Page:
This must be my phase for updates of old posts, even where there's no new ERISA angle. Previously, I posted on the Verizon case, where a clear scrivener's error almost cost the plan sponsor a billion (!) dollars. Now, we have a Michigan case, El-Hayek v. Trico Products, in which a clear typographical error almost led to severance of . . . 22 times salary. Once again, the court held that reformation of the contract, rather than a ridiculously absurd windfall, was the right answer.
One could take from all this the message that the courts are not likely to reward undeserving people with huge sums over typographical errors. Cf. an old Prudential case involving several ships. But I take away two contrary points: (i) it's scary how close people are getting successfully to carting off these windfalls (these are not necessarily straightforward cases from a legal perspective), notwithstanding how undeserving they may be, and (ii) gee golly would I EVER not want to be the person who's on the wrong end of making these kinds of typos (there but for the . . .). See also examples of where money was indeed lost by virtue of an out-and-out mistake, including the GM/JPM debacle.*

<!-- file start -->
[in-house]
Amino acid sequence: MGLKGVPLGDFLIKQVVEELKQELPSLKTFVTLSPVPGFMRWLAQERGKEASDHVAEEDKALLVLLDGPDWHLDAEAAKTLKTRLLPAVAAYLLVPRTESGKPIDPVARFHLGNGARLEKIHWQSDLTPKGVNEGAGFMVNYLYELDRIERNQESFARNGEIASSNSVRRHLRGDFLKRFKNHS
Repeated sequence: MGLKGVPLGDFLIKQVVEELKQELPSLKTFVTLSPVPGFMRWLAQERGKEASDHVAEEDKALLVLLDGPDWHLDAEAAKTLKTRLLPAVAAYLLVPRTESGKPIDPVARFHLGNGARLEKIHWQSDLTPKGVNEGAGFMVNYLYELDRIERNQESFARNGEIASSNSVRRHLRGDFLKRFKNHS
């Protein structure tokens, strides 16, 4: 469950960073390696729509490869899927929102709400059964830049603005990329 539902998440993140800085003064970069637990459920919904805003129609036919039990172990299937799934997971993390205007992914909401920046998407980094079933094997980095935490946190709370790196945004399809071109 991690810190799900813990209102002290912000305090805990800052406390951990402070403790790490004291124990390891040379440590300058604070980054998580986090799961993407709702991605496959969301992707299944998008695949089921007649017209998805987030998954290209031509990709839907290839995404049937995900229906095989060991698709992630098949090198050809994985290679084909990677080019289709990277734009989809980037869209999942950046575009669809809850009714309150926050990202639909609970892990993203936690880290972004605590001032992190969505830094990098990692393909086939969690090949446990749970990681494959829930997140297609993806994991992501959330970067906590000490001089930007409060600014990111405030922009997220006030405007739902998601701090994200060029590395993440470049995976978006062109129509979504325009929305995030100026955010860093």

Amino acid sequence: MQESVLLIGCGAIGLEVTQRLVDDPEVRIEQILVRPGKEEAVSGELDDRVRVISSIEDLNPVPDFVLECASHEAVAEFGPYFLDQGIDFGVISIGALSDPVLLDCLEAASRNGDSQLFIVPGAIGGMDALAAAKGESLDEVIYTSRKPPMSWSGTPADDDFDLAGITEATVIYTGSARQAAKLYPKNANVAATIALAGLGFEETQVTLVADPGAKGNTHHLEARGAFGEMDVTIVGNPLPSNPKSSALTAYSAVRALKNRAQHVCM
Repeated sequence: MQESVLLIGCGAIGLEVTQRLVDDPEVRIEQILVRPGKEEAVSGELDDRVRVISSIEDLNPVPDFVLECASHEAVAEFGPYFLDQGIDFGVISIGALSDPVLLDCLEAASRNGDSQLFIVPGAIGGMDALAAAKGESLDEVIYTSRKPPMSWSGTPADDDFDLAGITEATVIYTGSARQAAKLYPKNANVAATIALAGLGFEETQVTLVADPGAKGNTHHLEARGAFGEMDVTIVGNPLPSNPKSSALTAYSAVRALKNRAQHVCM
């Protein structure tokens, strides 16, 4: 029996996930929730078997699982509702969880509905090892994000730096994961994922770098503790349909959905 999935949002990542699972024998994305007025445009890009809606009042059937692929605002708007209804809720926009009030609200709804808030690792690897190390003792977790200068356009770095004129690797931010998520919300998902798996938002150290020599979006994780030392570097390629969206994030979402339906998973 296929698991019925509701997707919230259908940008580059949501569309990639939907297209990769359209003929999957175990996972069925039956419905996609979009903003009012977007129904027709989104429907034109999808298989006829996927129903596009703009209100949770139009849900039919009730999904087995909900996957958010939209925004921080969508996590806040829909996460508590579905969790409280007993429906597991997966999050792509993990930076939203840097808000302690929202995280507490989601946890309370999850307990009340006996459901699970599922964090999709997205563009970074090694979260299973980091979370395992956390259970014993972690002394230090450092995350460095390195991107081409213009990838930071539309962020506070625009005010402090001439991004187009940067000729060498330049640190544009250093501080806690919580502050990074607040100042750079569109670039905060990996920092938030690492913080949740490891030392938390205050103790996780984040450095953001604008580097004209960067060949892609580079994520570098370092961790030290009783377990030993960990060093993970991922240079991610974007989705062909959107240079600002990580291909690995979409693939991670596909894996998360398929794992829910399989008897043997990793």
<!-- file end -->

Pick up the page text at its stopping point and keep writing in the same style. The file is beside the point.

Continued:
* . . . and, going back several more years, there was the widely discussed case in which zeroes were left out of a number in a filing by a big firm, with the result that the creditor was left undersecured by millions.